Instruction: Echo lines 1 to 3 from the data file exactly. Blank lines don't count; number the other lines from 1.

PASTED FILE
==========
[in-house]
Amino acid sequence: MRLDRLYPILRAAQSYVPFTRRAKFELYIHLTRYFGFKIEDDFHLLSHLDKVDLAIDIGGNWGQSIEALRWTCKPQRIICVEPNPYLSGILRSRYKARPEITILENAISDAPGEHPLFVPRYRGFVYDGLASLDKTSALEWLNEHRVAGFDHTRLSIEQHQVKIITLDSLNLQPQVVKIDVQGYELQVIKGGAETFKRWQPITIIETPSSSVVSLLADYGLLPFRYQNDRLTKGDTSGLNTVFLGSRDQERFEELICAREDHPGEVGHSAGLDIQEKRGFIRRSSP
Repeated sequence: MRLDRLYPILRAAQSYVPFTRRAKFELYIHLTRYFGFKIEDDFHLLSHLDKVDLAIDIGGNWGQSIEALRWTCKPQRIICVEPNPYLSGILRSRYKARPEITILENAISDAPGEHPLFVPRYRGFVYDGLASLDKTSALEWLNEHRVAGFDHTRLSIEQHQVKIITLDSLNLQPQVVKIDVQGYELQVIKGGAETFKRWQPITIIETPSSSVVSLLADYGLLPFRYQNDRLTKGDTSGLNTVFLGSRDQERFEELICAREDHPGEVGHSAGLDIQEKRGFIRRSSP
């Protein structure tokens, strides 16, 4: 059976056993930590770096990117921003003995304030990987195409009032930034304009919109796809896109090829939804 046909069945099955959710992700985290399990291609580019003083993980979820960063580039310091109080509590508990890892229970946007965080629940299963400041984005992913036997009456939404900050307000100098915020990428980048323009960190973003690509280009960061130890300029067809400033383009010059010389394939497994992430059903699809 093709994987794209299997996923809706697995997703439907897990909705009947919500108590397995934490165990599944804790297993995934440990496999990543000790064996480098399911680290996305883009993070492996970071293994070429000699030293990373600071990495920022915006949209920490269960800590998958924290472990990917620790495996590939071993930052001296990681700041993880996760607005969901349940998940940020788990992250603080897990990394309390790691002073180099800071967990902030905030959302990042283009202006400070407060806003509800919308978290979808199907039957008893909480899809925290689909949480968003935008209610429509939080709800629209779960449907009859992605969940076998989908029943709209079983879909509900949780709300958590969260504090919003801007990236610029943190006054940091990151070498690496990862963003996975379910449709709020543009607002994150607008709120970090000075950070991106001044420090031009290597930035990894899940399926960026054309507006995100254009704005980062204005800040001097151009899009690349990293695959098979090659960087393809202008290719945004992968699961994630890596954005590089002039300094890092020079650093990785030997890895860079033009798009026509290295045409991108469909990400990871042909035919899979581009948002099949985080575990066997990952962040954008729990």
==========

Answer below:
[in-house]
Amino acid sequence: MRLDRLYPILRAAQSYVPFTRRAKFELYIHLTRYFGFKIEDDFHLLSHLDKVDLAIDIGGNWGQSIEALRWTCKPQRIICVEPNPYLSGILRSRYKARPEITILENAISDAPGEHPLFVPRYRGFVYDGLASLDKTSALEWLNEHRVAGFDHTRLSIEQHQVKIITLDSLNLQPQVVKIDVQGYELQVIKGGAETFKRWQPITIIETPSSSVVSLLADYGLLPFRYQNDRLTKGDTSGLNTVFLGSRDQERFEELICAREDHPGEVGHSAGLDIQEKRGFIRRSSP
Repeated sequence: MRLDRLYPILRAAQSYVPFTRRAKFELYIHLTRYFGFKIEDDFHLLSHLDKVDLAIDIGGNWGQSIEALRWTCKPQRIICVEPNPYLSGILRSRYKARPEITILENAISDAPGEHPLFVPRYRGFVYDGLASLDKTSALEWLNEHRVAGFDHTRLSIEQHQVKIITLDSLNLQPQVVKIDVQGYELQVIKGGAETFKRWQPITIIETPSSSVVSLLADYGLLPFRYQNDRLTKGDTSGLNTVFLGSRDQERFEELICAREDHPGEVGHSAGLDIQEKRGFIRRSSP